Debt for nature swap essentially means that Pakistan would be exempt from repaying the amount but would have to commit to invest the money in conservation of environment and biodiversity…reports Mahua Venkatesh
Pakistan, with an increased debt-levels, is eyeing another $1 billion loan from the International Monetary Fund (IMF). Negotiations for the deal will start from October 4. At a time when Pakistan’s relations with the US and the West have deteriorated considerably especially in the wake of its role in the Taliban-led Afghanistan, the country is hoping to get a debt for nature swap deal.
Debt for nature swap essentially means that Pakistan would be exempt from repaying the amount but would have to commit to invest the money in conservation of environment and biodiversity.
IMF, meanwhile, has appointed a new country head for Pakistan, “ahead of high-stake talks for the release of $1 billion loan tranche,” the Express Tribune said. “The discussions will take place amid deterioration in Pakistan’s relations with the West and threats to a fragile external sector stability of the country’s economy,” the news organisation said.
IMF to review Pakistan’ economy under Article IV
The IMF is also set to review Pakistan’s economic contours under Article IV of the multilateral agency’s articles of agreement. As part of the review process, the IMF holds bilateral discussions with members on economic and financial policies and data. Usually this is an annual affair.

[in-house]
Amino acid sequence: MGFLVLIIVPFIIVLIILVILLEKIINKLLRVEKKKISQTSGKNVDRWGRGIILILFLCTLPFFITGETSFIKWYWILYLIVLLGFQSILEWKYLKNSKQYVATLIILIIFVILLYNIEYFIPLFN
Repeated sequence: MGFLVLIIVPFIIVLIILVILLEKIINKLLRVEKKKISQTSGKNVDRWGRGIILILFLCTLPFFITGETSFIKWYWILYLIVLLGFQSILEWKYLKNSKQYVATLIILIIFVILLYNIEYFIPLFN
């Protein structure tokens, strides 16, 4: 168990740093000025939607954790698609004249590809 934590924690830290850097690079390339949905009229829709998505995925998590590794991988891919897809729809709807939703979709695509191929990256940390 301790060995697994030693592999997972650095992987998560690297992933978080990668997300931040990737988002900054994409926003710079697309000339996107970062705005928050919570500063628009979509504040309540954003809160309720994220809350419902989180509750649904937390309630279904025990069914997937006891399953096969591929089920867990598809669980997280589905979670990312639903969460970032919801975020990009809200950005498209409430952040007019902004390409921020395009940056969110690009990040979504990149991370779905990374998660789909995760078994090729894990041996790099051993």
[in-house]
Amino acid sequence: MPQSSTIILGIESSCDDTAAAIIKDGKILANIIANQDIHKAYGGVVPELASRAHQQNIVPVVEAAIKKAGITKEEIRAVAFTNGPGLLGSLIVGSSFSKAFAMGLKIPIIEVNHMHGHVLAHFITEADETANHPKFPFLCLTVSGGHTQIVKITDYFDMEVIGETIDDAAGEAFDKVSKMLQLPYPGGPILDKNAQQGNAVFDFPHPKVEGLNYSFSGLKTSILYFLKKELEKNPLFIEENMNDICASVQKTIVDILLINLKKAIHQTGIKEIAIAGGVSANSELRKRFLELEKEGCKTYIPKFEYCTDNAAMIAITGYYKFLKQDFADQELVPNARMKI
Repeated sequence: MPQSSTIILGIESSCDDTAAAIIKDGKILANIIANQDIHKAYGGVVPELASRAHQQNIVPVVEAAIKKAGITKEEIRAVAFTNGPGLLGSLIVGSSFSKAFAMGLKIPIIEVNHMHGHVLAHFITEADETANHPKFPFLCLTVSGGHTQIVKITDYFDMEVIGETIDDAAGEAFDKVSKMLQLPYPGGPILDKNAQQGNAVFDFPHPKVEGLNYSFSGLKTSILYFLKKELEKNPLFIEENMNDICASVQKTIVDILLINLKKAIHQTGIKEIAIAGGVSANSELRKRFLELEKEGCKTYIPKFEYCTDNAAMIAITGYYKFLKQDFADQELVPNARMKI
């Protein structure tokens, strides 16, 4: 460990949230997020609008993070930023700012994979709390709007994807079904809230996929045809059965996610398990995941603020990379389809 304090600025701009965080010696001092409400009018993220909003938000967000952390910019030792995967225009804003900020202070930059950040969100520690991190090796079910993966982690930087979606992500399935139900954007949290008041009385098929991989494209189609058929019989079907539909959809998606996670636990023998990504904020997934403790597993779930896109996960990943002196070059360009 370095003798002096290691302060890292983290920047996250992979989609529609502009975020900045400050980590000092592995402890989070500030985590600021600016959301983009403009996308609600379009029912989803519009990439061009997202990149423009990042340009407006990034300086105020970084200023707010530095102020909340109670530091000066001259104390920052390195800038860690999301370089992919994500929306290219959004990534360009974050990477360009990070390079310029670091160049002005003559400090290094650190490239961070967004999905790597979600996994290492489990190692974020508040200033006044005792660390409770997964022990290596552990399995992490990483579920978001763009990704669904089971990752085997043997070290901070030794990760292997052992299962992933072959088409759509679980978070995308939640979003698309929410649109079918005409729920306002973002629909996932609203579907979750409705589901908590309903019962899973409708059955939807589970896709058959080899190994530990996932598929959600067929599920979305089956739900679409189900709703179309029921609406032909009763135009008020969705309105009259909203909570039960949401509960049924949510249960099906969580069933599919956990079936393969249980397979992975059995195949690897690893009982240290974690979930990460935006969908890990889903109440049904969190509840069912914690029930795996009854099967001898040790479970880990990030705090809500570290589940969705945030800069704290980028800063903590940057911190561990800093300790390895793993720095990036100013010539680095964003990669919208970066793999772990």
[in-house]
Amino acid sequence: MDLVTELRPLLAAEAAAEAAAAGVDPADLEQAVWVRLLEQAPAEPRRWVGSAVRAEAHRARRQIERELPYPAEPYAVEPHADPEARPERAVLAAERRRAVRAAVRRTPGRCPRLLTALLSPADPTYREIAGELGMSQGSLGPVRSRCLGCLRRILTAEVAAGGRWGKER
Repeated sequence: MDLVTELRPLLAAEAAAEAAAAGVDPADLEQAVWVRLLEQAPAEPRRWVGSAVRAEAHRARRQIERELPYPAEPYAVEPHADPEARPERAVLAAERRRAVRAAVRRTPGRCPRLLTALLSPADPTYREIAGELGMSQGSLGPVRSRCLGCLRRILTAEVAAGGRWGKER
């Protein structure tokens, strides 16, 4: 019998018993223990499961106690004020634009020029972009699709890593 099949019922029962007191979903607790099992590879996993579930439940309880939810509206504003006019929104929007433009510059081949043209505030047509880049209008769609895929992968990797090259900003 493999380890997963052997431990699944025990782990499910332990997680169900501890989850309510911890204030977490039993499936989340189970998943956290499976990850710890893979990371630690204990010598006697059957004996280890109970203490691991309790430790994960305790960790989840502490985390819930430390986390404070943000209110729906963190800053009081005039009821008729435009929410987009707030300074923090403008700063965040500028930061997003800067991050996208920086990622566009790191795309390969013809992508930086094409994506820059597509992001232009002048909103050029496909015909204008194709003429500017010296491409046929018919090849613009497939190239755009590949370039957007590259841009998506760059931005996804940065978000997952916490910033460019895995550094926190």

Why is this important? Based on this report, the IMF decides the course of lending pattern. The report also acts as a credible platform of information for other international lenders.
In Pakistan’s last Article-IV review that took place in 2017, the country’s extensive economic and commercial ties with China had been noted.
Pakistan’s debt situation
According to The News International, Pakistan owes nearly $11.54 billion to the lending countries of the Paris Club. This includes $1.42 billion to Germany, $175 million to Italy, $5 million to the UK besides $403 million to Canada.
Interestingly, the Imran Khan government, which launched the mega Kamyab Pakistan Programme with much fanfare in August, aimed at providing interest-free loans for about seven million families has already had to cut its monthly budget for this particular scheme within a month.
The most critical problem for Islamabad will have to do “a lot of explaining to the IMF” especially after its big bonanza Budget for the new financial year. Development expenditure has been increased by more than 40 per cent.
While this would keep Khan’s domestic audience happy, it would put pressure on the country’s fiscal situation. “This will be monitored by the IMF and the Pakistan government may not find it easy to explain to the IMF,” an analyst told India Narrative.
Interestingly, Pakistan’s Finance Minister Shaukat Tarin blamed the IMF for the steady rise in inflation.
Last month, Pakistan received $2.75 billion from the IMF under its Special Drawing Rights (SDR) programme which is meant to support low-income countries that have been hit by Covid 19 pandemic. The fund is part of a $650 billion global programme.
Simply put, Pakistan has been borrowing more to repay its outstanding debt.
“The spike in debt accumulation over time signifies the failure of successive governments to increase their tax revenue for financing their budgets and push exports to earn enough dollars to pay for the rising import bill, which has resulted in the emergence of large current account deficits year after year,” Dawn in an article said.
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